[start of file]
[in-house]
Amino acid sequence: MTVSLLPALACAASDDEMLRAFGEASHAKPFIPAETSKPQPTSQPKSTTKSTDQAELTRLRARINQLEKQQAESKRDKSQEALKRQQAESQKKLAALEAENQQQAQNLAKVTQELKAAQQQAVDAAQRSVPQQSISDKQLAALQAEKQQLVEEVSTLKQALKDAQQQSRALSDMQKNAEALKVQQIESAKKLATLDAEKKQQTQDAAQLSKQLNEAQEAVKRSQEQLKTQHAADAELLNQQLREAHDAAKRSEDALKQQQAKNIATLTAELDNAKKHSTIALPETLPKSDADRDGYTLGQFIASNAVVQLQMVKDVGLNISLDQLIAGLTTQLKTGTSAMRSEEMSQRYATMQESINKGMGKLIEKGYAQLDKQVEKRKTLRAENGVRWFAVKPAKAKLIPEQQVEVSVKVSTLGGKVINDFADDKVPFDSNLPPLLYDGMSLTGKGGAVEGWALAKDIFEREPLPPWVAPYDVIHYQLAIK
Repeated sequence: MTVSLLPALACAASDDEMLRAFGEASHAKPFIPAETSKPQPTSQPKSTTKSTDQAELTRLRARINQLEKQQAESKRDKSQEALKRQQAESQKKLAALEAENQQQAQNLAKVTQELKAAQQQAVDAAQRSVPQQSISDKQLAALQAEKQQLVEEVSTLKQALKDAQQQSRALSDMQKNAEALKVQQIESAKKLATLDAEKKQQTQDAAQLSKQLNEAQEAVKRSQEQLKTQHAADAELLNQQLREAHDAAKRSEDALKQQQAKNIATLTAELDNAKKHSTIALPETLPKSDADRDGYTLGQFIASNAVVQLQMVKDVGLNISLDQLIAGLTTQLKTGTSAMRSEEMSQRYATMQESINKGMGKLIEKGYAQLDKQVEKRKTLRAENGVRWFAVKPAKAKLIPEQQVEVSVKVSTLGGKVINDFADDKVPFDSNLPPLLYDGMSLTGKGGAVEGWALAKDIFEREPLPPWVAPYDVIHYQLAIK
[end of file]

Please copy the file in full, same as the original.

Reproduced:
[in-house]
Amino acid sequence: MTVSLLPALACAASDDEMLRAFGEASHAKPFIPAETSKPQPTSQPKSTTKSTDQAELTRLRARINQLEKQQAESKRDKSQEALKRQQAESQKKLAALEAENQQQAQNLAKVTQELKAAQQQAVDAAQRSVPQQSISDKQLAALQAEKQQLVEEVSTLKQALKDAQQQSRALSDMQKNAEALKVQQIESAKKLATLDAEKKQQTQDAAQLSKQLNEAQEAVKRSQEQLKTQHAADAELLNQQLREAHDAAKRSEDALKQQQAKNIATLTAELDNAKKHSTIALPETLPKSDADRDGYTLGQFIASNAVVQLQMVKDVGLNISLDQLIAGLTTQLKTGTSAMRSEEMSQRYATMQESINKGMGKLIEKGYAQLDKQVEKRKTLRAENGVRWFAVKPAKAKLIPEQQVEVSVKVSTLGGKVINDFADDKVPFDSNLPPLLYDGMSLTGKGGAVEGWALAKDIFEREPLPPWVAPYDVIHYQLAIK
Repeated sequence: MTVSLLPALACAASDDEMLRAFGEASHAKPFIPAETSKPQPTSQPKSTTKSTDQAELTRLRARINQLEKQQAESKRDKSQEALKRQQAESQKKLAALEAENQQQAQNLAKVTQELKAAQQQAVDAAQRSVPQQSISDKQLAALQAEKQQLVEEVSTLKQALKDAQQQSRALSDMQKNAEALKVQQIESAKKLATLDAEKKQQTQDAAQLSKQLNEAQEAVKRSQEQLKTQHAADAELLNQQLREAHDAAKRSEDALKQQQAKNIATLTAELDNAKKHSTIALPETLPKSDADRDGYTLGQFIASNAVVQLQMVKDVGLNISLDQLIAGLTTQLKTGTSAMRSEEMSQRYATMQESINKGMGKLIEKGYAQLDKQVEKRKTLRAENGVRWFAVKPAKAKLIPEQQVEVSVKVSTLGGKVINDFADDKVPFDSNLPPLLYDGMSLTGKGGAVEGWALAKDIFEREPLPPWVAPYDVIHYQLAIK